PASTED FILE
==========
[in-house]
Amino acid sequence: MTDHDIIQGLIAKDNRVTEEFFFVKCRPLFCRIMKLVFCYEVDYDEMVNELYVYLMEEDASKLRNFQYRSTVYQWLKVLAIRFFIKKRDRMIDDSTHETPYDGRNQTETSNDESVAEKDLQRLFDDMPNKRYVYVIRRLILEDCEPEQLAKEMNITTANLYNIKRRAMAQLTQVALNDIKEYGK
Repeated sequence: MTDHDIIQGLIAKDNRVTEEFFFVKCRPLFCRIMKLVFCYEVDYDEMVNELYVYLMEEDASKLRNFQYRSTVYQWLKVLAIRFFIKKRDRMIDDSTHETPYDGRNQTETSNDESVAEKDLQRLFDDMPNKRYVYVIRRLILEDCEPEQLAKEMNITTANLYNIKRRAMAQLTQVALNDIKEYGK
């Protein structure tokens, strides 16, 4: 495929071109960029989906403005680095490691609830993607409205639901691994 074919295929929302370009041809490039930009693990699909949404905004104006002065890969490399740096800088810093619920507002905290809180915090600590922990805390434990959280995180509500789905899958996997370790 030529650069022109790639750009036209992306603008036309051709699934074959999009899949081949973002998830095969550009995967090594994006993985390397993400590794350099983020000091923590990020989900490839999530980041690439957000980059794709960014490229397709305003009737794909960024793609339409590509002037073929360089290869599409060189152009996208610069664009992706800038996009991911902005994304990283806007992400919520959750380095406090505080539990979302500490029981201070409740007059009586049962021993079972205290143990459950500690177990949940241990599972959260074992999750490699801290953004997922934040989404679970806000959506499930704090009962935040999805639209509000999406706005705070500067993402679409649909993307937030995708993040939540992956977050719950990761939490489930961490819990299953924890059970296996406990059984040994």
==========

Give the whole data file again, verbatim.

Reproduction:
[in-house]
Amino acid sequence: MTDHDIIQGLIAKDNRVTEEFFFVKCRPLFCRIMKLVFCYEVDYDEMVNELYVYLMEEDASKLRNFQYRSTVYQWLKVLAIRFFIKKRDRMIDDSTHETPYDGRNQTETSNDESVAEKDLQRLFDDMPNKRYVYVIRRLILEDCEPEQLAKEMNITTANLYNIKRRAMAQLTQVALNDIKEYGK
Repeated sequence: MTDHDIIQGLIAKDNRVTEEFFFVKCRPLFCRIMKLVFCYEVDYDEMVNELYVYLMEEDASKLRNFQYRSTVYQWLKVLAIRFFIKKRDRMIDDSTHETPYDGRNQTETSNDESVAEKDLQRLFDDMPNKRYVYVIRRLILEDCEPEQLAKEMNITTANLYNIKRRAMAQLTQVALNDIKEYGK
């Protein structure tokens, strides 16, 4: 495929071109960029989906403005680095490691609830993607409205639901691994 074919295929929302370009041809490039930009693990699909949404905004104006002065890969490399740096800088810093619920507002905290809180915090600590922990805390434990959280995180509500789905899958996997370790 030529650069022109790639750009036209992306603008036309051709699934074959999009899949081949973002998830095969550009995967090594994006993985390397993400590794350099983020000091923590990020989900490839999530980041690439957000980059794709960014490229397709305003009737794909960024793609339409590509002037073929360089290869599409060189152009996208610069664009992706800038996009991911902005994304990283806007992400919520959750380095406090505080539990979302500490029981201070409740007059009586049962021993079972205290143990459950500690177990949940241990599972959260074992999750490699801290953004997922934040989404679970806000959506499930704090009962935040999805639209509000999406706005705070500067993402679409649909993307937030995708993040939540992956977050719950990761939490489930961490819990299953924890059970296996406990059984040994």